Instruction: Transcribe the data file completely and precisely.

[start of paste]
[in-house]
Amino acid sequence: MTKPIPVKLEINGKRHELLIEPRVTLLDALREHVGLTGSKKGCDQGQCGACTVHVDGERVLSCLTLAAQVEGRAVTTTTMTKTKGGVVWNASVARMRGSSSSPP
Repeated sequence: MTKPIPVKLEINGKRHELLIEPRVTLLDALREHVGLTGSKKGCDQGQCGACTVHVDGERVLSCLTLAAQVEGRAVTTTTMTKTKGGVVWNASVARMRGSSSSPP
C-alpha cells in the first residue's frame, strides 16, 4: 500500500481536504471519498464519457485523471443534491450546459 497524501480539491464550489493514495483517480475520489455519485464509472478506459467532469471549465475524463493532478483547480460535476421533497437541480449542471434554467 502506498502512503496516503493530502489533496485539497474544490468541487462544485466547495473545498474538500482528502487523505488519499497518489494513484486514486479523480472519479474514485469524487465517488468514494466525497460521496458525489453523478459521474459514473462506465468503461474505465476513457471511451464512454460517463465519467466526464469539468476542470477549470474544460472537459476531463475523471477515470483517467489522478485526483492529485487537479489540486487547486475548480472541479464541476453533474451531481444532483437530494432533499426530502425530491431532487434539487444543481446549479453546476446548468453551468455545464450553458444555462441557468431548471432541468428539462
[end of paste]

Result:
[in-house]
Amino acid sequence: MTKPIPVKLEINGKRHELLIEPRVTLLDALREHVGLTGSKKGCDQGQCGACTVHVDGERVLSCLTLAAQVEGRAVTTTTMTKTKGGVVWNASVARMRGSSSSPP
Repeated sequence: MTKPIPVKLEINGKRHELLIEPRVTLLDALREHVGLTGSKKGCDQGQCGACTVHVDGERVLSCLTLAAQVEGRAVTTTTMTKTKGGVVWNASVARMRGSSSSPP
C-alpha cells in the first residue's frame, strides 16, 4: 500500500481536504471519498464519457485523471443534491450546459 497524501480539491464550489493514495483517480475520489455519485464509472478506459467532469471549465475524463493532478483547480460535476421533497437541480449542471434554467 502506498502512503496516503493530502489533496485539497474544490468541487462544485466547495473545498474538500482528502487523505488519499497518489494513484486514486479523480472519479474514485469524487465517488468514494466525497460521496458525489453523478459521474459514473462506465468503461474505465476513457471511451464512454460517463465519467466526464469539468476542470477549470474544460472537459476531463475523471477515470483517467489522478485526483492529485487537479489540486487547486475548480472541479464541476453533474451531481444532483437530494432533499426530502425530491431532487434539487444543481446549479453546476446548468453551468455545464450553458444555462441557468431548471432541468428539462